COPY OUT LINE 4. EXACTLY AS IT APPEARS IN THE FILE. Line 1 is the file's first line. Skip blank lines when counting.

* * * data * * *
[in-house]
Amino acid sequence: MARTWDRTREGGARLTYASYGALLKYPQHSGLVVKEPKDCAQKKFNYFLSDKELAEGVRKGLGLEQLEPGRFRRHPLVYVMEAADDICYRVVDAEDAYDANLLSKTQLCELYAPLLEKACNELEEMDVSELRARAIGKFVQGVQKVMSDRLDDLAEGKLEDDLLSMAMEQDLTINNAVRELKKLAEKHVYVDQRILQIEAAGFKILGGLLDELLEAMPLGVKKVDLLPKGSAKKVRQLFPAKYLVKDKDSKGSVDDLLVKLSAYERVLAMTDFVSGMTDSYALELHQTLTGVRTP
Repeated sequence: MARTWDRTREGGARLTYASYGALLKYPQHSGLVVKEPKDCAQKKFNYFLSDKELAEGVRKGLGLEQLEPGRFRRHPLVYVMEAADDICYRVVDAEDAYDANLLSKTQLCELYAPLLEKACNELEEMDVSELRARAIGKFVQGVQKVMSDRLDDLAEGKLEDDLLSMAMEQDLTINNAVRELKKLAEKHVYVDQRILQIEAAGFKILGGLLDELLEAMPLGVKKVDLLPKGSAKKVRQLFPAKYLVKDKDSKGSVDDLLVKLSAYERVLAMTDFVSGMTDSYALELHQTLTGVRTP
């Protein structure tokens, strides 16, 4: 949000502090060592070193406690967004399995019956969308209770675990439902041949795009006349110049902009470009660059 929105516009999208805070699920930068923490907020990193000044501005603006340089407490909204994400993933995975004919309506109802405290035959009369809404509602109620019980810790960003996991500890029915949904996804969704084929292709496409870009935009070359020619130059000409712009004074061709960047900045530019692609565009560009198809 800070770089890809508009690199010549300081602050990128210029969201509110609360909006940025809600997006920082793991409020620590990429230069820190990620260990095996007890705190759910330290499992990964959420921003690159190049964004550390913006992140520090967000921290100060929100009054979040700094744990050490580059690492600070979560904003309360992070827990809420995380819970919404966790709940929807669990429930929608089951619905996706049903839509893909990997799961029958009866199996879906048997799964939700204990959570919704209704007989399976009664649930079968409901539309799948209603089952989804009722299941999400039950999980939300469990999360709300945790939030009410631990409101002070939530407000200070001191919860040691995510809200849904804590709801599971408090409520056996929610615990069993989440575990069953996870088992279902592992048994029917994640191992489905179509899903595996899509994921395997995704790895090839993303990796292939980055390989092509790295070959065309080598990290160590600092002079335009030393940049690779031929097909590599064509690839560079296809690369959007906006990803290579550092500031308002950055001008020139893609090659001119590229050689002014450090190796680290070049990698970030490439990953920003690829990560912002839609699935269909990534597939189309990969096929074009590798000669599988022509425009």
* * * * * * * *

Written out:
């Protein structure tokens, strides 16, 4: 949000502090060592070193406690967004399995019956969308209770675990439902041949795009006349110049902009470009660059 929105516009999208805070699920930068923490907020990193000044501005603006340089407490909204994400993933995975004919309506109802405290035959009369809404509602109620019980810790960003996991500890029915949904996804969704084929292709496409870009935009070359020619130059000409712009004074061709960047900045530019692609565009560009198809 800070770089890809508009690199010549300081602050990128210029969201509110609360909006940025809600997006920082793991409020620590990429230069820190990620260990095996007890705190759910330290499992990964959420921003690159190049964004550390913006992140520090967000921290100060929100009054979040700094744990050490580059690492600070979560904003309360992070827990809420995380819970919404966790709940929807669990429930929608089951619905996706049903839509893909990997799961029958009866199996879906048997799964939700204990959570919704209704007989399976009664649930079968409901539309799948209603089952989804009722299941999400039950999980939300469990999360709300945790939030009410631990409101002070939530407000200070001191919860040691995510809200849904804590709801599971408090409520056996929610615990069993989440575990069953996870088992279902592992048994029917994640191992489905179509899903595996899509994921395997995704790895090839993303990796292939980055390989092509790295070959065309080598990290160590600092002079335009030393940049690779031929097909590599064509690839560079296809690369959007906006990803290579550092500031308002950055001008020139893609090659001119590229050689002014450090190796680290070049990698970030490439990953920003690829990560912002839609699935269909990534597939189309990969096929074009590798000669599988022509425009």